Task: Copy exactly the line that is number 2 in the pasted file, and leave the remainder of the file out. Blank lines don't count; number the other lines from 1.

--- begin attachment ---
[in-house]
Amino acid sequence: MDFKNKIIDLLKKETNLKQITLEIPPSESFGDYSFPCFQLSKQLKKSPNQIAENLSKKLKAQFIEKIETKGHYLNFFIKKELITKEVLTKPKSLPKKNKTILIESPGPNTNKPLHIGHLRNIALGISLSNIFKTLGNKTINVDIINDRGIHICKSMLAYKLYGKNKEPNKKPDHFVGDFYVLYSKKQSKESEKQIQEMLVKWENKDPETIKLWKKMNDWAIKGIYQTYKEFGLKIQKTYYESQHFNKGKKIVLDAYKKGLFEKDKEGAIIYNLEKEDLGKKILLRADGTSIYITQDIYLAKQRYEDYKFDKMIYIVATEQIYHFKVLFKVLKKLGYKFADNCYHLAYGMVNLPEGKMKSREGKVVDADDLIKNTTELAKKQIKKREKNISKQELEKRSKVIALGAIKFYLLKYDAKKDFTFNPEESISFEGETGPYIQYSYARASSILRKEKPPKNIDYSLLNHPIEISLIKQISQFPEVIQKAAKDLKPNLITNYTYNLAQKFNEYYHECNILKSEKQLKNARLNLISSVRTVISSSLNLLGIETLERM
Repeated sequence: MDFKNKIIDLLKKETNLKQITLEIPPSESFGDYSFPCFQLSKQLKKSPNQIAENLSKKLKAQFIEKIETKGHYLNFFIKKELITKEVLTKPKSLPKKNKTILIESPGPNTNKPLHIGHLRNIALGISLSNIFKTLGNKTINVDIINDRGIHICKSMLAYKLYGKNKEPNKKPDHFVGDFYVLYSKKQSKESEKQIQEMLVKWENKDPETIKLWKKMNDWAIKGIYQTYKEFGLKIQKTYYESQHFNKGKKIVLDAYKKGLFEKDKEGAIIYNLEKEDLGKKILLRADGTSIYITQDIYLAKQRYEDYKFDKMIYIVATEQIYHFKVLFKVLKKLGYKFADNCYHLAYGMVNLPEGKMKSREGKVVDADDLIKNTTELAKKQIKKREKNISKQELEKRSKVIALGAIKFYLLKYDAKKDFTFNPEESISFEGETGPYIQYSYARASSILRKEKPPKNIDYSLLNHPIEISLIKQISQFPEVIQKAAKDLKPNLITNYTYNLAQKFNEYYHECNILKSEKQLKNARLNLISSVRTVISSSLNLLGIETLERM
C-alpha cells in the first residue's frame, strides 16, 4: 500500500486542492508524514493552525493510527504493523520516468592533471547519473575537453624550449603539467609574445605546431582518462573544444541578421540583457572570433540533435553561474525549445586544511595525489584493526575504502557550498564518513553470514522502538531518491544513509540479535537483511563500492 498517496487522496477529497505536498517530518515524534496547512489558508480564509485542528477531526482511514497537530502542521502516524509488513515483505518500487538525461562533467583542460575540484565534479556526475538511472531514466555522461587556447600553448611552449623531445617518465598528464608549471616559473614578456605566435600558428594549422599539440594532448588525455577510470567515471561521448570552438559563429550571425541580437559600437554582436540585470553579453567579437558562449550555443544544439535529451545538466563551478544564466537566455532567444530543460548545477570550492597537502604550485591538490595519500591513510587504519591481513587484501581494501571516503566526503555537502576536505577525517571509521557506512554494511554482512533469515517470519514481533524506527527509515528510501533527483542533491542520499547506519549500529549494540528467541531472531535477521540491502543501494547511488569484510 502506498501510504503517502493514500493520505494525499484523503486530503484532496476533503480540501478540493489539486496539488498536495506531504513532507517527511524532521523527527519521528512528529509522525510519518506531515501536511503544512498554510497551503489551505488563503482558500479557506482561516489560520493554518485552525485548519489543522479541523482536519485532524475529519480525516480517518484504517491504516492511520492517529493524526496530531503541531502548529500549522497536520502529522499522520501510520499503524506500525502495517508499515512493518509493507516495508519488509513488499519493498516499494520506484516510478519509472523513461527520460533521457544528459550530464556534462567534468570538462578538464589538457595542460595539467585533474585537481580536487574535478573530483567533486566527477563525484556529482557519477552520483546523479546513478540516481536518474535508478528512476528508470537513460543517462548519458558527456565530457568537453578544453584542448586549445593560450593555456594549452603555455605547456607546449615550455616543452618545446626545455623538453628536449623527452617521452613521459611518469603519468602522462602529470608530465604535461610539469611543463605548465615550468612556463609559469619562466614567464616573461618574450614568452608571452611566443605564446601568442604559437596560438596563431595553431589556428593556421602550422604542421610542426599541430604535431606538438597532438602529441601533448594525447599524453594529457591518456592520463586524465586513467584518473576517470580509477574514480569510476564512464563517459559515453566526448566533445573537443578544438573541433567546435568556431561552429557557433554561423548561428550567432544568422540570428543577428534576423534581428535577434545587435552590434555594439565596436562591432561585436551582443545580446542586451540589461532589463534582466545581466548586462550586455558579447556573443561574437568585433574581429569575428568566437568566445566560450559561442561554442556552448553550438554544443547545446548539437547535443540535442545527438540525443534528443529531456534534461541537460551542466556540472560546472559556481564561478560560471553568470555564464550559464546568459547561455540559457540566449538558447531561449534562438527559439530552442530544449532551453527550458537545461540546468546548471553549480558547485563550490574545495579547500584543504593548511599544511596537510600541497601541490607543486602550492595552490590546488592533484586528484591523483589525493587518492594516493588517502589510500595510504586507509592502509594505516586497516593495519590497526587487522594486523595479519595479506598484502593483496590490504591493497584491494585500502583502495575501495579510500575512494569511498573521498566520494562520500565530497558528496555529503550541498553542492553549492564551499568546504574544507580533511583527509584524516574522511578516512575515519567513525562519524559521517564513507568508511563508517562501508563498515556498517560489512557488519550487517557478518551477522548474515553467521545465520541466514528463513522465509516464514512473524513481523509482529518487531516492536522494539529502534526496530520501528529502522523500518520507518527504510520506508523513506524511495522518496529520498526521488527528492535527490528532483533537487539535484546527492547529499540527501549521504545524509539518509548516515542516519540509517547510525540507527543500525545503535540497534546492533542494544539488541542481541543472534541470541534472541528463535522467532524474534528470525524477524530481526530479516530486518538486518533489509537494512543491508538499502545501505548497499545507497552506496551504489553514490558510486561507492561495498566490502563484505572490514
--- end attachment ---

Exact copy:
Amino acid sequence: MDFKNKIIDLLKKETNLKQITLEIPPSESFGDYSFPCFQLSKQLKKSPNQIAENLSKKLKAQFIEKIETKGHYLNFFIKKELITKEVLTKPKSLPKKNKTILIESPGPNTNKPLHIGHLRNIALGISLSNIFKTLGNKTINVDIINDRGIHICKSMLAYKLYGKNKEPNKKPDHFVGDFYVLYSKKQSKESEKQIQEMLVKWENKDPETIKLWKKMNDWAIKGIYQTYKEFGLKIQKTYYESQHFNKGKKIVLDAYKKGLFEKDKEGAIIYNLEKEDLGKKILLRADGTSIYITQDIYLAKQRYEDYKFDKMIYIVATEQIYHFKVLFKVLKKLGYKFADNCYHLAYGMVNLPEGKMKSREGKVVDADDLIKNTTELAKKQIKKREKNISKQELEKRSKVIALGAIKFYLLKYDAKKDFTFNPEESISFEGETGPYIQYSYARASSILRKEKPPKNIDYSLLNHPIEISLIKQISQFPEVIQKAAKDLKPNLITNYTYNLAQKFNEYYHECNILKSEKQLKNARLNLISSVRTVISSSLNLLGIETLERM